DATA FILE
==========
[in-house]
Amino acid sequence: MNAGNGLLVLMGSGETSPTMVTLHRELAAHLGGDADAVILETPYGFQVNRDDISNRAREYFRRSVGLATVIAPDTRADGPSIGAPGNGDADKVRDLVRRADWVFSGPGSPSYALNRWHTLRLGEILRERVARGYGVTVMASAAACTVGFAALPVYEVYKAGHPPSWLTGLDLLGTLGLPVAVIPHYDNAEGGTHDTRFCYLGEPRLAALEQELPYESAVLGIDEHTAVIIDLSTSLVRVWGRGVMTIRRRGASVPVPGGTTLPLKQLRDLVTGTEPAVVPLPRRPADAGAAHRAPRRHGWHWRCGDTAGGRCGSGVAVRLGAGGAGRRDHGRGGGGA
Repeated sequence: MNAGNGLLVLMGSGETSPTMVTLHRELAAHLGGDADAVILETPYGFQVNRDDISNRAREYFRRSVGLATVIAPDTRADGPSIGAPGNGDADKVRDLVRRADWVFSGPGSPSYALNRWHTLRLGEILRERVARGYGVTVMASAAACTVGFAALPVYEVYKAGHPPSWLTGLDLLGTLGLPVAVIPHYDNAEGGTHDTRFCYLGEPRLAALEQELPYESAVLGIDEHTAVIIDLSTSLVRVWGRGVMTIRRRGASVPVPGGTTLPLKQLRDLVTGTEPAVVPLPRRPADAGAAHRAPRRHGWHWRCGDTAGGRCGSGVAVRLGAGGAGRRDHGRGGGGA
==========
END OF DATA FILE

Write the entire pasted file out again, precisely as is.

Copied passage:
[in-house]
Amino acid sequence: MNAGNGLLVLMGSGETSPTMVTLHRELAAHLGGDADAVILETPYGFQVNRDDISNRAREYFRRSVGLATVIAPDTRADGPSIGAPGNGDADKVRDLVRRADWVFSGPGSPSYALNRWHTLRLGEILRERVARGYGVTVMASAAACTVGFAALPVYEVYKAGHPPSWLTGLDLLGTLGLPVAVIPHYDNAEGGTHDTRFCYLGEPRLAALEQELPYESAVLGIDEHTAVIIDLSTSLVRVWGRGVMTIRRRGASVPVPGGTTLPLKQLRDLVTGTEPAVVPLPRRPADAGAAHRAPRRHGWHWRCGDTAGGRCGSGVAVRLGAGGAGRRDHGRGGGGA
Repeated sequence: MNAGNGLLVLMGSGETSPTMVTLHRELAAHLGGDADAVILETPYGFQVNRDDISNRAREYFRRSVGLATVIAPDTRADGPSIGAPGNGDADKVRDLVRRADWVFSGPGSPSYALNRWHTLRLGEILRERVARGYGVTVMASAAACTVGFAALPVYEVYKAGHPPSWLTGLDLLGTLGLPVAVIPHYDNAEGGTHDTRFCYLGEPRLAALEQELPYESAVLGIDEHTAVIIDLSTSLVRVWGRGVMTIRRRGASVPVPGGTTLPLKQLRDLVTGTEPAVVPLPRRPADAGAAHRAPRRHGWHWRCGDTAGGRCGSGVAVRLGAGGAGRRDHGRGGGGA